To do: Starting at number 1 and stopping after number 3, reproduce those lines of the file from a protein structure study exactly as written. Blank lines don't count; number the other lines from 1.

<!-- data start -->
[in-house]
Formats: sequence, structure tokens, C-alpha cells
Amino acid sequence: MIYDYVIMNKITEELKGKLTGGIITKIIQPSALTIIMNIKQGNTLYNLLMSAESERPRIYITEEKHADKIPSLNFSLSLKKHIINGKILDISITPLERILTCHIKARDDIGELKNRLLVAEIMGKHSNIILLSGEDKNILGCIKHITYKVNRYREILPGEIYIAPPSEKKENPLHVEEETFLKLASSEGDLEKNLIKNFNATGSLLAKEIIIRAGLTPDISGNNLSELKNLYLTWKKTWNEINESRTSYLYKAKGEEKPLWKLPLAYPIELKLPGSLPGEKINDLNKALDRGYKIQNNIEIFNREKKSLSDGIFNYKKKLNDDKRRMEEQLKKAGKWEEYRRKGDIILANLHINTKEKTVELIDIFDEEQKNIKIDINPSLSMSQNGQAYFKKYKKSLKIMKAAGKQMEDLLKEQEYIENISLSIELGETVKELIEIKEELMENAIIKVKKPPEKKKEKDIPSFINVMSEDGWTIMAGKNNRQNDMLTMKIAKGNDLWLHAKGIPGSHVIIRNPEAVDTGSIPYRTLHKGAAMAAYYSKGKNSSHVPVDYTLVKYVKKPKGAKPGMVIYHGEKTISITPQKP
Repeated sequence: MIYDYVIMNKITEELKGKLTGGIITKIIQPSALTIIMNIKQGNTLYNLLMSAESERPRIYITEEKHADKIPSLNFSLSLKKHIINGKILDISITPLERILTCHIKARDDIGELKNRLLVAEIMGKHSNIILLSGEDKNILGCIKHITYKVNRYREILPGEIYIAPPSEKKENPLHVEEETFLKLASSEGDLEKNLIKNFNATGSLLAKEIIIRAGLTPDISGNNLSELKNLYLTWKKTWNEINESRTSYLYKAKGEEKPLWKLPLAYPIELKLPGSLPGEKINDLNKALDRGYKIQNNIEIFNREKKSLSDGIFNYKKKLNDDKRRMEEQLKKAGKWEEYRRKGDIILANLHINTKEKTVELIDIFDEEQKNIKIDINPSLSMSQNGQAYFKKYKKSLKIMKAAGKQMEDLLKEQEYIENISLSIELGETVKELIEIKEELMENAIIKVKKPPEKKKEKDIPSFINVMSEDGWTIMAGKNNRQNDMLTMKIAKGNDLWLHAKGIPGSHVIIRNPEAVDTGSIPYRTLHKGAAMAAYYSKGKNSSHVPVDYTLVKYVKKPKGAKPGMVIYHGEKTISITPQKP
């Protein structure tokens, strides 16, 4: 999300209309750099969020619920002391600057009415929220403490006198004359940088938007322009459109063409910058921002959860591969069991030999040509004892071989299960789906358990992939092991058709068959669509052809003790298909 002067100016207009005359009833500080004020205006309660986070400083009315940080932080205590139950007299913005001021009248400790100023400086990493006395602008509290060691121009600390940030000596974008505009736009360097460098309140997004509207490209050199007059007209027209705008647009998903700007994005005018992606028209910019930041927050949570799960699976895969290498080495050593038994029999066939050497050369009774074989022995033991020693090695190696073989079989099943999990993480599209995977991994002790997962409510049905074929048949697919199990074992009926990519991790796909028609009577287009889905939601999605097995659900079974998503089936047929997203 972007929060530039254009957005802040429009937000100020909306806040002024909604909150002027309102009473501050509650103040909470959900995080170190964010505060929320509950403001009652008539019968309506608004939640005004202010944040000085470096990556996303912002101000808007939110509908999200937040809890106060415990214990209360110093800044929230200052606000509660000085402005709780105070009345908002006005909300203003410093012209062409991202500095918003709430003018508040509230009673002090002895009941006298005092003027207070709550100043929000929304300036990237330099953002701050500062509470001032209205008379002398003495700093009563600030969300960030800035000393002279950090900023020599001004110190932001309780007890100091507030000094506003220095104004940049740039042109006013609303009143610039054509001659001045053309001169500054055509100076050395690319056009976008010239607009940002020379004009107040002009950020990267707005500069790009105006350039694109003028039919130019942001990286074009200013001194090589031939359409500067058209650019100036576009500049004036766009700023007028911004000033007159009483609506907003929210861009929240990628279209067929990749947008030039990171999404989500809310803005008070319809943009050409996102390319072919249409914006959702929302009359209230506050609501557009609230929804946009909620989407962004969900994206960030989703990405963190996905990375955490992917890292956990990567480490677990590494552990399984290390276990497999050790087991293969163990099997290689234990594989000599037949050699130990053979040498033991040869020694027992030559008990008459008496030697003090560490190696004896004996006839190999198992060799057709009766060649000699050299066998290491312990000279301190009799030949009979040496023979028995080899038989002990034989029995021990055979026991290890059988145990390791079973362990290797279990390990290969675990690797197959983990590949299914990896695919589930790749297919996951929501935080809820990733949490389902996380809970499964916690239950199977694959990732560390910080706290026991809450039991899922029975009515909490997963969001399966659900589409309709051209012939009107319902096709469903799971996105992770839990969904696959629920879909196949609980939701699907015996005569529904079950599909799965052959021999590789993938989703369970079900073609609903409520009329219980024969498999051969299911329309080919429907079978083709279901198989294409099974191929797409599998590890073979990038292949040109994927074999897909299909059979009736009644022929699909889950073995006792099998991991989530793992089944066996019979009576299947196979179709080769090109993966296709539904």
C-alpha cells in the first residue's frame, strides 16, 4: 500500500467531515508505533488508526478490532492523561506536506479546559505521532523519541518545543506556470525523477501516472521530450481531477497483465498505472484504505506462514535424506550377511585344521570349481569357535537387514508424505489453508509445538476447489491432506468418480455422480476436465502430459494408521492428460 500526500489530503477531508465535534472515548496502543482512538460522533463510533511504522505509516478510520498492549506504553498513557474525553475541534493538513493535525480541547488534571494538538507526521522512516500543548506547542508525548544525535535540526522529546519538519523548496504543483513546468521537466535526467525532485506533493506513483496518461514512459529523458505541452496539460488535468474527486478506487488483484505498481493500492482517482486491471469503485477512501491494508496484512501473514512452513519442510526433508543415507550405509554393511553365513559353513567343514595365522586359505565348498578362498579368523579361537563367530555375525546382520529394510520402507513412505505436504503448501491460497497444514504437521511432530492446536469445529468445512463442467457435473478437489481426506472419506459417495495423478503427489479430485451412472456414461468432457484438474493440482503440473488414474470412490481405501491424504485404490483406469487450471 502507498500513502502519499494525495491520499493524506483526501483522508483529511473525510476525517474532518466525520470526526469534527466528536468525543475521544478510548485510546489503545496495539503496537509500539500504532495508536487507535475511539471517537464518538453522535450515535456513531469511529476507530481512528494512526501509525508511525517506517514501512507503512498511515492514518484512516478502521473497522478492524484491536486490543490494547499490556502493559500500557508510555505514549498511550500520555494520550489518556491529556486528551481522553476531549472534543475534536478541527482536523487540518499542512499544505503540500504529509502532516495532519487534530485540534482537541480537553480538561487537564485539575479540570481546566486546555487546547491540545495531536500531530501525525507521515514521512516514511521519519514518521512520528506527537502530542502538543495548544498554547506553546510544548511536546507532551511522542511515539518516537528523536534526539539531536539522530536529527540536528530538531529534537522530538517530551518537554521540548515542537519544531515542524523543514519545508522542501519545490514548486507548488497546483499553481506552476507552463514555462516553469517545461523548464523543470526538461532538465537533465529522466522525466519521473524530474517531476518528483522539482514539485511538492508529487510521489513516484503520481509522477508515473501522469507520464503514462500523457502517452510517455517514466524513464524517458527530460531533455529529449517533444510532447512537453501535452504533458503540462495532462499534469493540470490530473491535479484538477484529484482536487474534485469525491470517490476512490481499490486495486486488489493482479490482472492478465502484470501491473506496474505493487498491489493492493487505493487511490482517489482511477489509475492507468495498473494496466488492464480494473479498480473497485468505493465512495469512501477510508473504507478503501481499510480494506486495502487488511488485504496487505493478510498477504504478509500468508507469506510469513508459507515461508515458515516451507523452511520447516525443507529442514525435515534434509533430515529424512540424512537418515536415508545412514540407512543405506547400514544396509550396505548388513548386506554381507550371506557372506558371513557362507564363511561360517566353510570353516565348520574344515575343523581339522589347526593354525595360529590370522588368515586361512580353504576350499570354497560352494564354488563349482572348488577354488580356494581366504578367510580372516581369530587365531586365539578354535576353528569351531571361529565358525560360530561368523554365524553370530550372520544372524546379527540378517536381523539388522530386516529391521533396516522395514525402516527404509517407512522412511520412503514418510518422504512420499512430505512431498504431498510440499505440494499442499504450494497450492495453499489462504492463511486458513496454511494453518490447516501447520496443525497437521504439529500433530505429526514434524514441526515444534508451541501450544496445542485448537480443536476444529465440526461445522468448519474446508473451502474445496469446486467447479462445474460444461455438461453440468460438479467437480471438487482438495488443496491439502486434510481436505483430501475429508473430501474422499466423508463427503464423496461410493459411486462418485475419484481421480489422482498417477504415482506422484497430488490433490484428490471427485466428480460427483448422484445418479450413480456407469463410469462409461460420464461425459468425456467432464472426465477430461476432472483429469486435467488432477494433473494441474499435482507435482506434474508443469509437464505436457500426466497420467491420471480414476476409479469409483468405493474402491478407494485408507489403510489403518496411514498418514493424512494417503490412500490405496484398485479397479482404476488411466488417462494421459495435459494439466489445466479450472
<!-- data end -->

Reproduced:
[in-house]
Formats: sequence, structure tokens, C-alpha cells
Amino acid sequence: MIYDYVIMNKITEELKGKLTGGIITKIIQPSALTIIMNIKQGNTLYNLLMSAESERPRIYITEEKHADKIPSLNFSLSLKKHIINGKILDISITPLERILTCHIKARDDIGELKNRLLVAEIMGKHSNIILLSGEDKNILGCIKHITYKVNRYREILPGEIYIAPPSEKKENPLHVEEETFLKLASSEGDLEKNLIKNFNATGSLLAKEIIIRAGLTPDISGNNLSELKNLYLTWKKTWNEINESRTSYLYKAKGEEKPLWKLPLAYPIELKLPGSLPGEKINDLNKALDRGYKIQNNIEIFNREKKSLSDGIFNYKKKLNDDKRRMEEQLKKAGKWEEYRRKGDIILANLHINTKEKTVELIDIFDEEQKNIKIDINPSLSMSQNGQAYFKKYKKSLKIMKAAGKQMEDLLKEQEYIENISLSIELGETVKELIEIKEELMENAIIKVKKPPEKKKEKDIPSFINVMSEDGWTIMAGKNNRQNDMLTMKIAKGNDLWLHAKGIPGSHVIIRNPEAVDTGSIPYRTLHKGAAMAAYYSKGKNSSHVPVDYTLVKYVKKPKGAKPGMVIYHGEKTISITPQKP